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The movie got made thanks to the continuing support of producers Édouard Weil and Alice Girard, who backed Diwan’s debut 2019 feature, “Losing It.” “They fought for my work,” she said. ‘When I made a first movie, nobody heard too much about it. But they came to me and said, ‘We do believe in you.’ I’m not sure they represent the whole system. We knew from the beginning that at some point, it would become political.”
The director set the goal to follow the “intimate suspense” of this young woman’s physical voyage. “We carefully thought about how we should use silence,” Diwan said. “So how do you make silence be cinematographic? I wrote Anamaria inner monologues, and she helped me with that. So whenever she’s silent, she has an obsessive idea. We and the composers [Evgueni and Sacha Galperine] tried to make the audience hear what she has in mind.”
Another way to lure the viewer into the film frame is its nearly square 1:37 aspect ratio. “It’s a very narrative ratio,” she said, “because you don’t see people coming, they just show up on screen. She fears people looking at her, because somebody’s going to find out that she’s pregnant. When they appear on screen, we are in the same level of tension as she is. At the beginning, she’s surrounded by other students, she’s part of the picture. But the more she goes into the unknown, the more I want to be on her back, following her as if we were her, opening doors, not knowing who’s going to be behind and what’s going to happen. So we play with this immersive process. And we use it as a frame to be close to her and then it’s a bit claustrophobic. It’s an intimate thriller.”
Courtesy of IFC Films
As she was making the film, Diwan gave her actors movies to watch, from “Vagabond” to “Elephant” and “Fish Tank” and “Rosetta.” While the film is set in 1963, Diwan didn’t let period details overwhelm her story. “I really didn’t want to do the period piece,” she said. “Because period always comes with nostalgia. When you start finding the nice clothes, the nice setup, you’re lost. I wanted to go to what was essential to me: her and her body. It’s set all in the past, but it’s always the same story, nowadays — sorry — somewhere in the world.”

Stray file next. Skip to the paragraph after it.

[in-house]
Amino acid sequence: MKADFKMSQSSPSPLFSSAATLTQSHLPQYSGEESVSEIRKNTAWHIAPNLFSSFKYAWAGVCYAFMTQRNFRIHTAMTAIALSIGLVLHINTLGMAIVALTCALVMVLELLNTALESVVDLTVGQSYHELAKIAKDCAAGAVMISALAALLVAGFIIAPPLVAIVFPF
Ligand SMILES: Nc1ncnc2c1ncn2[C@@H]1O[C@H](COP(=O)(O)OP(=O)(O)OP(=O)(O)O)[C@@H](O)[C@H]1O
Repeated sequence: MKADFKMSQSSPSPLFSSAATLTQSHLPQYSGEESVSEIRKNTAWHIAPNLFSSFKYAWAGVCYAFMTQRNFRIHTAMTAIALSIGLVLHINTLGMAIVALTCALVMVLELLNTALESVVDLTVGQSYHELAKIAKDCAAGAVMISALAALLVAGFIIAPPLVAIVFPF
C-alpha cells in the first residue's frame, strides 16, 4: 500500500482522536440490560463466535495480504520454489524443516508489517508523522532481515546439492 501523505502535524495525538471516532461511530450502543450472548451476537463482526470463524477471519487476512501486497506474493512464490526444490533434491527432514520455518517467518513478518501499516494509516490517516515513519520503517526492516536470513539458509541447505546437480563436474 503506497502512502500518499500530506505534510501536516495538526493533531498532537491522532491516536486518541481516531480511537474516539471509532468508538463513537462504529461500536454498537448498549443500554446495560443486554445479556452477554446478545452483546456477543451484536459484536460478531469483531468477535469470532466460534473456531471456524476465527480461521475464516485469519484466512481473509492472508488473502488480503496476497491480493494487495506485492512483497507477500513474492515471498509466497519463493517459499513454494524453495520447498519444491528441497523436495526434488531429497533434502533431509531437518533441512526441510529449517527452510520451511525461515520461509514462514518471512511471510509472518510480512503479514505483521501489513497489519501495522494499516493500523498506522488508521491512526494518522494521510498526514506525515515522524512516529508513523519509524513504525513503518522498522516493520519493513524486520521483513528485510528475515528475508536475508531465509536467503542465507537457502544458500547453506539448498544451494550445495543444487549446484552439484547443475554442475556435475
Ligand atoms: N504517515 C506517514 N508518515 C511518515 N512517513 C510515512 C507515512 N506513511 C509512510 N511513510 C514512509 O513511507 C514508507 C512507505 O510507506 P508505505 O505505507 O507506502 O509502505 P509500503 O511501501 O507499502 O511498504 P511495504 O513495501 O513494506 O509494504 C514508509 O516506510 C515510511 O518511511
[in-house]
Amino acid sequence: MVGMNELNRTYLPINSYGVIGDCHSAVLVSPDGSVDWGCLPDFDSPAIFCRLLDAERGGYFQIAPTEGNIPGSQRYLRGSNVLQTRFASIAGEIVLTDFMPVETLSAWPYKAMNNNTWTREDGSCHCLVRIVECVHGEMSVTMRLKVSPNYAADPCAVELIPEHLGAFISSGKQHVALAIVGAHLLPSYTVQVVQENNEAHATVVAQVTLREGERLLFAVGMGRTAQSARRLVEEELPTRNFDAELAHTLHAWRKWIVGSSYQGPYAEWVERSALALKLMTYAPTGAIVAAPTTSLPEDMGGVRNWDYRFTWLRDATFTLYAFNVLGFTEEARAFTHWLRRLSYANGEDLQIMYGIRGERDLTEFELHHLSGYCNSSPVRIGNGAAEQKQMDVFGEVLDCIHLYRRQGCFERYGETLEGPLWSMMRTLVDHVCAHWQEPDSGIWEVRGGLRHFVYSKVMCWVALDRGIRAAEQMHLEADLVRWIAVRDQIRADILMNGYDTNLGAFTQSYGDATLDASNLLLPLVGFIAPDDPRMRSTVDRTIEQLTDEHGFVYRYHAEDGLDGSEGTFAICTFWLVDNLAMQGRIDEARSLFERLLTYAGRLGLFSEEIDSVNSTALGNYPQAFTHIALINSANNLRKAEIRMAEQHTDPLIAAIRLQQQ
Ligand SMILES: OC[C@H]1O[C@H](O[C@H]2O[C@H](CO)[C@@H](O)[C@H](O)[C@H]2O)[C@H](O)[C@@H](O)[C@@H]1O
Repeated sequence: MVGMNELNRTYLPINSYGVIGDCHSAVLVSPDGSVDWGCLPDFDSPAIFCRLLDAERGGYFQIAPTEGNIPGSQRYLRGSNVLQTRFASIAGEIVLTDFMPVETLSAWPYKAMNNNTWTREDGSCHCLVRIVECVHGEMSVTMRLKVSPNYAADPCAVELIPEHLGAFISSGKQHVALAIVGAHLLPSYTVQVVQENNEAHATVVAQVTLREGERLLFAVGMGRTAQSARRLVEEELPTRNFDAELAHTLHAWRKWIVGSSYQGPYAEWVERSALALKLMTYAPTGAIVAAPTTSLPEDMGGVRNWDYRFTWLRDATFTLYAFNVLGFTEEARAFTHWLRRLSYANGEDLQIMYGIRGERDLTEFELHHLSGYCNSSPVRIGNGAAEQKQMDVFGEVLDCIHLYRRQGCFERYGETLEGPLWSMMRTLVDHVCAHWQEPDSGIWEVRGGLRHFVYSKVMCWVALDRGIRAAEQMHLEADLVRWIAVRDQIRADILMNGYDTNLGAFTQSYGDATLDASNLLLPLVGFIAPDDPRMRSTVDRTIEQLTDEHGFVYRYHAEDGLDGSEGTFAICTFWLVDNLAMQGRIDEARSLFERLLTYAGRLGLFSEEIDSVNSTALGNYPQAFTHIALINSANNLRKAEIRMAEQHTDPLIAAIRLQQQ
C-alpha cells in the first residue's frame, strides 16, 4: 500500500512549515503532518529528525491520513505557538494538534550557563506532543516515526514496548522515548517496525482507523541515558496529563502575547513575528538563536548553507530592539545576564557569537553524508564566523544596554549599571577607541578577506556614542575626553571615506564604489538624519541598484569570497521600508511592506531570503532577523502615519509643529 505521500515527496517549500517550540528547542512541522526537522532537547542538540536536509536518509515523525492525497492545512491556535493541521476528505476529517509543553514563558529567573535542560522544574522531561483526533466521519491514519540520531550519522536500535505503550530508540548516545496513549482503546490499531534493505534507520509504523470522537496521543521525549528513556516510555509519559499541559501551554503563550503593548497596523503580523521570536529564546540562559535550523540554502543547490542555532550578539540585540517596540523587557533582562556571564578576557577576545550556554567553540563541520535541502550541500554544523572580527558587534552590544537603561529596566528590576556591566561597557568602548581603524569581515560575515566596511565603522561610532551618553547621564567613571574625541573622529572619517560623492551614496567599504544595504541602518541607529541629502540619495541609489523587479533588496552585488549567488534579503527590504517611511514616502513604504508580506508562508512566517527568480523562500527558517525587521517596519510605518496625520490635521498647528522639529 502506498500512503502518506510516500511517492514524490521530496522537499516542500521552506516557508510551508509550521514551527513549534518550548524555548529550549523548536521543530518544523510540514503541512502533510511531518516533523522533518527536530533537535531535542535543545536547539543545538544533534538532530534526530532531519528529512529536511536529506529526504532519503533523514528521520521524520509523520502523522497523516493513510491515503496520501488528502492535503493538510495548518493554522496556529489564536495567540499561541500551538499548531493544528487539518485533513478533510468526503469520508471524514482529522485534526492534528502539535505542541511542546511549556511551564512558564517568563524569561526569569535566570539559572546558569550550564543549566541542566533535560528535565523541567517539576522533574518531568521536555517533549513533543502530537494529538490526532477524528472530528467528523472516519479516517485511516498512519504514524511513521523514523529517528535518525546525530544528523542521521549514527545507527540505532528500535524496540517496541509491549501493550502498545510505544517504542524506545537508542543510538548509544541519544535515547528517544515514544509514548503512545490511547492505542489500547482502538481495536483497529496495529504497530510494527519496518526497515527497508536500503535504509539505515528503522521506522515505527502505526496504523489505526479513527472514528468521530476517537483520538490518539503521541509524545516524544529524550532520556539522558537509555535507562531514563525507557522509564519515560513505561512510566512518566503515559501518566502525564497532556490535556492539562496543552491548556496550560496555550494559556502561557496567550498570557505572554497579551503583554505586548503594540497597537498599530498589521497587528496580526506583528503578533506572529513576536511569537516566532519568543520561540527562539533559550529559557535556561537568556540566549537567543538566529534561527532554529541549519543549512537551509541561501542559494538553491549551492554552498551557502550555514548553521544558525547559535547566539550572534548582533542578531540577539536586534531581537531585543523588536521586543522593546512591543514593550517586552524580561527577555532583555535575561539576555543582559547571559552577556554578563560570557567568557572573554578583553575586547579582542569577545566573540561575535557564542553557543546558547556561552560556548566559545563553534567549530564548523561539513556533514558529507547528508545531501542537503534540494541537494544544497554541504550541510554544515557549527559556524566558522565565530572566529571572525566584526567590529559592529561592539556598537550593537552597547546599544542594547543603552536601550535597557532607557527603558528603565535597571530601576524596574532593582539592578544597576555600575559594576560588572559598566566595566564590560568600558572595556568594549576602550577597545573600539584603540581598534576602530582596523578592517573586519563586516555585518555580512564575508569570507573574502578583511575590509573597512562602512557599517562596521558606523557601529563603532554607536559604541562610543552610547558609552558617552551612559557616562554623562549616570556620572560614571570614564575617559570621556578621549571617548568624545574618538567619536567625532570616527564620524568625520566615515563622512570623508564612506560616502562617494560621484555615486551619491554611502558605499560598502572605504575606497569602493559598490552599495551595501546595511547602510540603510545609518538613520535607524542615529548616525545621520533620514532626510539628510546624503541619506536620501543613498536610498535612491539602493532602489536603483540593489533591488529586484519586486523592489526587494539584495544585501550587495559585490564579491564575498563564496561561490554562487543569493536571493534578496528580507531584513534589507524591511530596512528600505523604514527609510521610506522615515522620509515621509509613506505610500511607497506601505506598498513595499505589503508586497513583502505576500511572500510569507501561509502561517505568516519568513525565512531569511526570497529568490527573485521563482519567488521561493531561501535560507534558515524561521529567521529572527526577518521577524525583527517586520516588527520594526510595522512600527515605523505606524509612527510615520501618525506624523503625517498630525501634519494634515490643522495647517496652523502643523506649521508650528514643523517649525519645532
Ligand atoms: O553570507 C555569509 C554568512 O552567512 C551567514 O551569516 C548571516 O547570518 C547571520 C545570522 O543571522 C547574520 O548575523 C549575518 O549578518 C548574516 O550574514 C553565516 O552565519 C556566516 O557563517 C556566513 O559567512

The film came close to becoming the official French submission for the Oscars, but Julia Ducournau’s Palme d’Or winner “Titane” landed the slot. “Happening” might have had a better chance at landing an Oscar nomination than “Titane,” but Diwan was rooting for her compatriot sister. (Both directors are being pursued by Hollywood.)
“We didn’t want to be one against the other,” Diwan said. “We’re on the same team. We’re both French directors. We are trying to be radical in our own ways. I’m still very happy for her. Let’s be collaborative, let’s stay together, and not let the system break that kind of friendship.”
Not letting the system break good, true things seems to the watchword of the film and the world it is now being released into. Last year, while on her way to premiere the film at Venice, Diwan heard about the new regressive Texas abortion law. “The laws can be changed,” she said. “I would have never have expected that when I was writing the movie. It’s pretty scary.”
IFC Films releases “Happening” in theaters on Friday, May 6.